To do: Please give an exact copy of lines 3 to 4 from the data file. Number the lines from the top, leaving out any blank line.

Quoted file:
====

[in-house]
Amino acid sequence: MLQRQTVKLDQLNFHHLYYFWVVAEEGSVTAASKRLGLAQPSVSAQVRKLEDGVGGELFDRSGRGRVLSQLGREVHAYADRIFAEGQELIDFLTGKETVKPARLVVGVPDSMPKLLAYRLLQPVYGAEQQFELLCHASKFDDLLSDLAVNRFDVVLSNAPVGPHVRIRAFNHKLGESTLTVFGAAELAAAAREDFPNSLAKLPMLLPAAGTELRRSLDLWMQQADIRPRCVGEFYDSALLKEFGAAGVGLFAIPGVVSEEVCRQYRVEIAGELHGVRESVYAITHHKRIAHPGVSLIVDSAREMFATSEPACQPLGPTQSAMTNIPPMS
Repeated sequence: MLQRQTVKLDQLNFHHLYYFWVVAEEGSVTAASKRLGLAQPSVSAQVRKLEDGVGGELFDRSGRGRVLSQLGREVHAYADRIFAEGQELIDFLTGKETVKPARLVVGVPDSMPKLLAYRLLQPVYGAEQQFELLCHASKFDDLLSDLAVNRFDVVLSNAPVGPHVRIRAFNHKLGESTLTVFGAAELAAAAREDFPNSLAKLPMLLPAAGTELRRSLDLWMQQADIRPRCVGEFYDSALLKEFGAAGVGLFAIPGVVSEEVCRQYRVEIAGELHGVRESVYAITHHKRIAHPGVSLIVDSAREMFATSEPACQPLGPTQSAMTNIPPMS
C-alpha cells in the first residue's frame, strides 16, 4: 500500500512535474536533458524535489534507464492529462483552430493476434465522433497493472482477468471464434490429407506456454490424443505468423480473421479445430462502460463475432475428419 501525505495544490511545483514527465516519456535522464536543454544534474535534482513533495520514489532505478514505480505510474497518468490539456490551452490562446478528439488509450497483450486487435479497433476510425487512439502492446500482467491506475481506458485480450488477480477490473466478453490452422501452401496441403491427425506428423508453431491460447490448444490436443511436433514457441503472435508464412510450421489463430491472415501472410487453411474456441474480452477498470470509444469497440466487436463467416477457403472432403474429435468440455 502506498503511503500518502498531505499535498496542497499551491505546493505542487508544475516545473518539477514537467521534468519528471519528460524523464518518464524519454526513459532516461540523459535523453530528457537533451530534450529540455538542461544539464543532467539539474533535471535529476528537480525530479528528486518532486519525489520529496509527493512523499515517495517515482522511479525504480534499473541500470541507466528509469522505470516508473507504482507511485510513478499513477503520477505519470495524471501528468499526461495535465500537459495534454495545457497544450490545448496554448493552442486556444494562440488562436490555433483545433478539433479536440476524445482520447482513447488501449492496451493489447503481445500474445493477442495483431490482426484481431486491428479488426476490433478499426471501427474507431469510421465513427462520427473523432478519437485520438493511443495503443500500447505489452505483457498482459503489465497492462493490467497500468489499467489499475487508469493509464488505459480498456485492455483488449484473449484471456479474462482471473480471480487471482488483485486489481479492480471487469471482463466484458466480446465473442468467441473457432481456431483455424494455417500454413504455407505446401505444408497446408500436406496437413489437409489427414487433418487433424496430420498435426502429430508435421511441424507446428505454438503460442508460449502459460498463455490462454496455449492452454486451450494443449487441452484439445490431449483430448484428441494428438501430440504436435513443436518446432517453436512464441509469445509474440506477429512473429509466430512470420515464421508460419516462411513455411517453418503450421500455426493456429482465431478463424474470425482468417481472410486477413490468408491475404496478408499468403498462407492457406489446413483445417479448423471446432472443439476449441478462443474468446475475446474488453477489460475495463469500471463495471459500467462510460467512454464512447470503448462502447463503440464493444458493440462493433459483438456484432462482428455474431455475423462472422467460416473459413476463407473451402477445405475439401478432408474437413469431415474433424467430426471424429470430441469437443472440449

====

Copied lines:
Repeated sequence: MLQRQTVKLDQLNFHHLYYFWVVAEEGSVTAASKRLGLAQPSVSAQVRKLEDGVGGELFDRSGRGRVLSQLGREVHAYADRIFAEGQELIDFLTGKETVKPARLVVGVPDSMPKLLAYRLLQPVYGAEQQFELLCHASKFDDLLSDLAVNRFDVVLSNAPVGPHVRIRAFNHKLGESTLTVFGAAELAAAAREDFPNSLAKLPMLLPAAGTELRRSLDLWMQQADIRPRCVGEFYDSALLKEFGAAGVGLFAIPGVVSEEVCRQYRVEIAGELHGVRESVYAITHHKRIAHPGVSLIVDSAREMFATSEPACQPLGPTQSAMTNIPPMS
C-alpha cells in the first residue's frame, strides 16, 4: 500500500512535474536533458524535489534507464492529462483552430493476434465522433497493472482477468471464434490429407506456454490424443505468423480473421479445430462502460463475432475428419 501525505495544490511545483514527465516519456535522464536543454544534474535534482513533495520514489532505478514505480505510474497518468490539456490551452490562446478528439488509450497483450486487435479497433476510425487512439502492446500482467491506475481506458485480450488477480477490473466478453490452422501452401496441403491427425506428423508453431491460447490448444490436443511436433514457441503472435508464412510450421489463430491472415501472410487453411474456441474480452477498470470509444469497440466487436463467416477457403472432403474429435468440455 502506498503511503500518502498531505499535498496542497499551491505546493505542487508544475516545473518539477514537467521534468519528471519528460524523464518518464524519454526513459532516461540523459535523453530528457537533451530534450529540455538542461544539464543532467539539474533535471535529476528537480525530479528528486518532486519525489520529496509527493512523499515517495517515482522511479525504480534499473541500470541507466528509469522505470516508473507504482507511485510513478499513477503520477505519470495524471501528468499526461495535465500537459495534454495545457497544450490545448496554448493552442486556444494562440488562436490555433483545433478539433479536440476524445482520447482513447488501449492496451493489447503481445500474445493477442495483431490482426484481431486491428479488426476490433478499426471501427474507431469510421465513427462520427473523432478519437485520438493511443495503443500500447505489452505483457498482459503489465497492462493490467497500468489499467489499475487508469493509464488505459480498456485492455483488449484473449484471456479474462482471473480471480487471482488483485486489481479492480471487469471482463466484458466480446465473442468467441473457432481456431483455424494455417500454413504455407505446401505444408497446408500436406496437413489437409489427414487433418487433424496430420498435426502429430508435421511441424507446428505454438503460442508460449502459460498463455490462454496455449492452454486451450494443449487441452484439445490431449483430448484428441494428438501430440504436435513443436518446432517453436512464441509469445509474440506477429512473429509466430512470420515464421508460419516462411513455411517453418503450421500455426493456429482465431478463424474470425482468417481472410486477413490468408491475404496478408499468403498462407492457406489446413483445417479448423471446432472443439476449441478462443474468446475475446474488453477489460475495463469500471463495471459500467462510460467512454464512447470503448462502447463503440464493444458493440462493433459483438456484432462482428455474431455475423462472422467460416473459413476463407473451402477445405475439401478432408474437413469431415474433424467430426471424429470430441469437443472440449